• 'More: they want power to guarantee these two conquests from the ebb and flow to which they are subjected to by the unchallenged domination of the capitalist interest.'[1]
  • This power is expressed through varying and overlapping levels on the shop floor: informal organisation, formal organisation and union intervention.
  • Pushing to build power distributed across these levels, is the first step toward revitalising labour in the 21st century.
  • Examining and deconstructing management science allows for the construction of new tools that invert and weaponise it against capital: 'The weapons for proletarian revolts have always been taken from the bosses' arsenals’.[2]

What are self-management notes' political influences?

Self-management notes has a number of political influences. It draws on the experiences of the trade union movement, radical industrial unions and leftwing sociologists such as Serge Moscovici, Alan Fox and Raniero Panzieri. It also touches upon concepts introduced by Mario Tronti.

A major influence upon self-management notes is the recently formed Survey and Research Committee in the United States IWW (Industrial Workers of the World). They operate a policy termed 'Research Justice', which is explained below.

What is Research Justice?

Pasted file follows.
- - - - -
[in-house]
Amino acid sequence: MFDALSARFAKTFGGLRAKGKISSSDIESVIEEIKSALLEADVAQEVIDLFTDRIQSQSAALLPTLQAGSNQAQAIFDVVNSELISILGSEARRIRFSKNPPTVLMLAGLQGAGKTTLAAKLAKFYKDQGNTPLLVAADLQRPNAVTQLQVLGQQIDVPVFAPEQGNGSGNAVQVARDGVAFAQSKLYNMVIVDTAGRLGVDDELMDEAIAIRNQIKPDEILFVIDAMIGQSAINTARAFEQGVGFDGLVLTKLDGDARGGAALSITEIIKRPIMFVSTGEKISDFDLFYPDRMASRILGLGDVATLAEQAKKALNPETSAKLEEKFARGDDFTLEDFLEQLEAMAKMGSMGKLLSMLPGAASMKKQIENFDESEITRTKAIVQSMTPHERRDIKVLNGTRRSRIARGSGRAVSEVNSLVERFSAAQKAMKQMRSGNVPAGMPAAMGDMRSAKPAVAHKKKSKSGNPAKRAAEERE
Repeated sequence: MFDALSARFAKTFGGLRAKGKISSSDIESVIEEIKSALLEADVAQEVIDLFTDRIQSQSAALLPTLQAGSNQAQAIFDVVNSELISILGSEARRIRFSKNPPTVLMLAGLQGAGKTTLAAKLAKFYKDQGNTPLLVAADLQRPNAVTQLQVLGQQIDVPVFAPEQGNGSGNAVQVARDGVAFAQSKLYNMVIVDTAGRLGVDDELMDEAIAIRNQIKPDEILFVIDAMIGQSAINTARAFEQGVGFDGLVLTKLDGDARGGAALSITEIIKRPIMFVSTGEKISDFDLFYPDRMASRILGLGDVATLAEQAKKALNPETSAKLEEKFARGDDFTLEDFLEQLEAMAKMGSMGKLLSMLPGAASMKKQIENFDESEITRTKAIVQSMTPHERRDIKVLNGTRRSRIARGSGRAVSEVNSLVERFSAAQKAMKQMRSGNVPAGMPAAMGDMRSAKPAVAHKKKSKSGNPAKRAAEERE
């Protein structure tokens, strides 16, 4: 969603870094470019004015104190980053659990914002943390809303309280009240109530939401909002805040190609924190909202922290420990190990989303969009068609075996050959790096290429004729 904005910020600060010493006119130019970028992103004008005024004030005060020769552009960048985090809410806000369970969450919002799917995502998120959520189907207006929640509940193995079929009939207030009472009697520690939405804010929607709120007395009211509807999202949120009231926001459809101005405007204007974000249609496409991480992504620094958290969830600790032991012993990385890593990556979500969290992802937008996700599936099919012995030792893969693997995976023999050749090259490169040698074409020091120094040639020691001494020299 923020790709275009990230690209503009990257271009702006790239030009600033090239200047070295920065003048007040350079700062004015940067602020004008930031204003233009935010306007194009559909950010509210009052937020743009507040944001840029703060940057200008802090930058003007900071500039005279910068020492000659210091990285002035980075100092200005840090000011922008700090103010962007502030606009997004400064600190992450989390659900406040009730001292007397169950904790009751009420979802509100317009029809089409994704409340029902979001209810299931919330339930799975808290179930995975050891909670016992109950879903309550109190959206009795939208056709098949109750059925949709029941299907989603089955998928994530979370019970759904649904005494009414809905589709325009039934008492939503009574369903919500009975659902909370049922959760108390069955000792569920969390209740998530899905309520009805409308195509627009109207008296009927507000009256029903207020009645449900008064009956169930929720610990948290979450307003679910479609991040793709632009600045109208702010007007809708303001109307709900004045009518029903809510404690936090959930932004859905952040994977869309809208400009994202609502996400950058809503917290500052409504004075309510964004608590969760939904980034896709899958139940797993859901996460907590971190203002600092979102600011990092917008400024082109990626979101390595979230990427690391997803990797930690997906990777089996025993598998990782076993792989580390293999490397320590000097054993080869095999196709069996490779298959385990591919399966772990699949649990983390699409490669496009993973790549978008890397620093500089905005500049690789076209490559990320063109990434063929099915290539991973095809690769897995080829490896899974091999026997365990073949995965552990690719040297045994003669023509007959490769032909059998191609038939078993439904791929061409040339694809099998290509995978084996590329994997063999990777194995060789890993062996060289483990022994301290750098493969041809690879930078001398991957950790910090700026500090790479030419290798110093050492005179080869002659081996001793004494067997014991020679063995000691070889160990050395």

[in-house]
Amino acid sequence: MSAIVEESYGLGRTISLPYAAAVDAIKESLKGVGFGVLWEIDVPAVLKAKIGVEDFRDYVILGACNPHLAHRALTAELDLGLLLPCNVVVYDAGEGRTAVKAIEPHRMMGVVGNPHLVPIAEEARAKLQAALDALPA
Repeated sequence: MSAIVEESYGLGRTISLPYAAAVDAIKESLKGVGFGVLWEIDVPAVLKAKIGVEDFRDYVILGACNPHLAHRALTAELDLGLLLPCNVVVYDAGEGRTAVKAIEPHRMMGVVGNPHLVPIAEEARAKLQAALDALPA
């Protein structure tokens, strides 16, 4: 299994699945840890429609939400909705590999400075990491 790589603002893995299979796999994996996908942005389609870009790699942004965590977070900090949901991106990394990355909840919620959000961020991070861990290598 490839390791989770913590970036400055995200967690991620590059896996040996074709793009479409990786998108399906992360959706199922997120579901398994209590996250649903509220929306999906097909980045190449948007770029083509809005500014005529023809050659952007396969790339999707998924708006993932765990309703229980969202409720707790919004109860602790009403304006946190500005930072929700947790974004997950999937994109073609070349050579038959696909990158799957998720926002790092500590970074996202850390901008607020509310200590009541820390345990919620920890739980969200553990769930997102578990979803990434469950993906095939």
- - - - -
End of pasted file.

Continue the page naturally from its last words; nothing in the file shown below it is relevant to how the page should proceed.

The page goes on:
Self-management notes, as a form of workers' inquiry, is also a research justice project. Research justice refers to the use of research abilities to solve problems of social worth, which in self-management notes' case is improving the organising abilities of unions and pro-worker groups by informing them of the ins-and-outs of contemporary management science.

Self-management notes believes capitalism to be a pyramid shaped political economy that benefits the few at the expense of the many. It believes that by bringing the extra-parliamentary pressure of unions and pro-worker groups to bear on management, the beginnings of a movement to institute workers' control of industry and society might be formed. This is how the project conceptualises the final long term goal of justice, but it also recognises that in the short term, justice can take the form of gaining better conditions and wages for workers.

Self-management notes carries out preliminary research toward this goal of justice.

1. Tronti, Mario. 1968. 'Extremism And Reformism'. Contropiano 1.
2. Tronti, Mario. 1966. Operai E Capitale. Turin: Einaudi.